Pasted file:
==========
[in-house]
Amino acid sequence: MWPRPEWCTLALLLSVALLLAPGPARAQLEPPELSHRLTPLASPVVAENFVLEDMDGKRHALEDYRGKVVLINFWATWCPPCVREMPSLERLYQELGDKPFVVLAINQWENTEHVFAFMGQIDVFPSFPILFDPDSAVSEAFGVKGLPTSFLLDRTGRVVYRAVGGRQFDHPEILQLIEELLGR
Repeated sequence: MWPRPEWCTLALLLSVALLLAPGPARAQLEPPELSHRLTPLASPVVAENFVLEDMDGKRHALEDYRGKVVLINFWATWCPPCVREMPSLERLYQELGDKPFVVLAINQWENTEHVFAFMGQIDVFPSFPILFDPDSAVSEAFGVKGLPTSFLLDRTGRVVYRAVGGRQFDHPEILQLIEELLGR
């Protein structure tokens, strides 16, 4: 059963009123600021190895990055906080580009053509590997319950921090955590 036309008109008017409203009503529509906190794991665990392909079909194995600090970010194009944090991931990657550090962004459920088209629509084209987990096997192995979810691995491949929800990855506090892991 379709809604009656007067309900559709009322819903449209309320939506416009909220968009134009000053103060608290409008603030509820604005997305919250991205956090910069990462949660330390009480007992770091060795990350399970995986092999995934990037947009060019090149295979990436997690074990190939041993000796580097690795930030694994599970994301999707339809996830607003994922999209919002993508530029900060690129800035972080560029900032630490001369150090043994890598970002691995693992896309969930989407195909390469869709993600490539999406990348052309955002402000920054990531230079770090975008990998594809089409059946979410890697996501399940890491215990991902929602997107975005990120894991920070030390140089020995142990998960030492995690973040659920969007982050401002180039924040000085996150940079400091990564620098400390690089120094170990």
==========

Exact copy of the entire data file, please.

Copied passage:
[in-house]
Amino acid sequence: MWPRPEWCTLALLLSVALLLAPGPARAQLEPPELSHRLTPLASPVVAENFVLEDMDGKRHALEDYRGKVVLINFWATWCPPCVREMPSLERLYQELGDKPFVVLAINQWENTEHVFAFMGQIDVFPSFPILFDPDSAVSEAFGVKGLPTSFLLDRTGRVVYRAVGGRQFDHPEILQLIEELLGR
Repeated sequence: MWPRPEWCTLALLLSVALLLAPGPARAQLEPPELSHRLTPLASPVVAENFVLEDMDGKRHALEDYRGKVVLINFWATWCPPCVREMPSLERLYQELGDKPFVVLAINQWENTEHVFAFMGQIDVFPSFPILFDPDSAVSEAFGVKGLPTSFLLDRTGRVVYRAVGGRQFDHPEILQLIEELLGR
């Protein structure tokens, strides 16, 4: 059963009123600021190895990055906080580009053509590997319950921090955590 036309008109008017409203009503529509906190794991665990392909079909194995600090970010194009944090991931990657550090962004459920088209629509084209987990096997192995979810691995491949929800990855506090892991 379709809604009656007067309900559709009322819903449209309320939506416009909220968009134009000053103060608290409008603030509820604005997305919250991205956090910069990462949660330390009480007992770091060795990350399970995986092999995934990037947009060019090149295979990436997690074990190939041993000796580097690795930030694994599970994301999707339809996830607003994922999209919002993508530029900060690129800035972080560029900032630490001369150090043994890598970002691995693992896309969930989407195909390469869709993600490539999406990348052309955002402000920054990531230079770090975008990998594809089409059946979410890697996501399940890491215990991902929602997107975005990120894991920070030390140089020995142990998960030492995690973040659920969007982050401002180039924040000085996150940079400091990564620098400390690089120094170990």